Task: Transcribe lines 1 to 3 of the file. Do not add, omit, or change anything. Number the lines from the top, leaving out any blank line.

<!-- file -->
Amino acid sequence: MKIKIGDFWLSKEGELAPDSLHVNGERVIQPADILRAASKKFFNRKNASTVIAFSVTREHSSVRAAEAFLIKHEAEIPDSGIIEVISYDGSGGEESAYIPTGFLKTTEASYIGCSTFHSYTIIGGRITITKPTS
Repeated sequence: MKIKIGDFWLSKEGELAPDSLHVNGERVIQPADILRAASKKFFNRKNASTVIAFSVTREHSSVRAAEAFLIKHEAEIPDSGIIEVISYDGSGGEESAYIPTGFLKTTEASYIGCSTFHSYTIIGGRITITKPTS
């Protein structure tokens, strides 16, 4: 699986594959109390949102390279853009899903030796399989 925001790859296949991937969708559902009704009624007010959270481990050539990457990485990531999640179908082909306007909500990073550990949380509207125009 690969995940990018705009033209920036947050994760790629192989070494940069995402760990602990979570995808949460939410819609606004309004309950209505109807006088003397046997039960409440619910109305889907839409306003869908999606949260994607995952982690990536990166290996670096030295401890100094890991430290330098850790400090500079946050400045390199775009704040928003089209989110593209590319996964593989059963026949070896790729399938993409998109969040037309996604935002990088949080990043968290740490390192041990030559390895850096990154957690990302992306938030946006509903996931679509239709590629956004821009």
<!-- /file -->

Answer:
Amino acid sequence: MKIKIGDFWLSKEGELAPDSLHVNGERVIQPADILRAASKKFFNRKNASTVIAFSVTREHSSVRAAEAFLIKHEAEIPDSGIIEVISYDGSGGEESAYIPTGFLKTTEASYIGCSTFHSYTIIGGRITITKPTS
Repeated sequence: MKIKIGDFWLSKEGELAPDSLHVNGERVIQPADILRAASKKFFNRKNASTVIAFSVTREHSSVRAAEAFLIKHEAEIPDSGIIEVISYDGSGGEESAYIPTGFLKTTEASYIGCSTFHSYTIIGGRITITKPTS
């Protein structure tokens, strides 16, 4: 699986594959109390949102390279853009899903030796399989 925001790859296949991937969708559902009704009624007010959270481990050539990457990485990531999640179908082909306007909500990073550990949380509207125009 690969995940990018705009033209920036947050994760790629192989070494940069995402760990602990979570995808949460939410819609606004309004309950209505109807006088003397046997039960409440619910109305889907839409306003869908999606949260994607995952982690990536990166290996670096030295401890100094890991430290330098850790400090500079946050400045390199775009704040928003089209989110593209590319996964593989059963026949070896790729399938993409998109969040037309996604935002990088949080990043968290740490390192041990030559390895850096990154957690990302992306938030946006509903996931679509239709590629956004821009």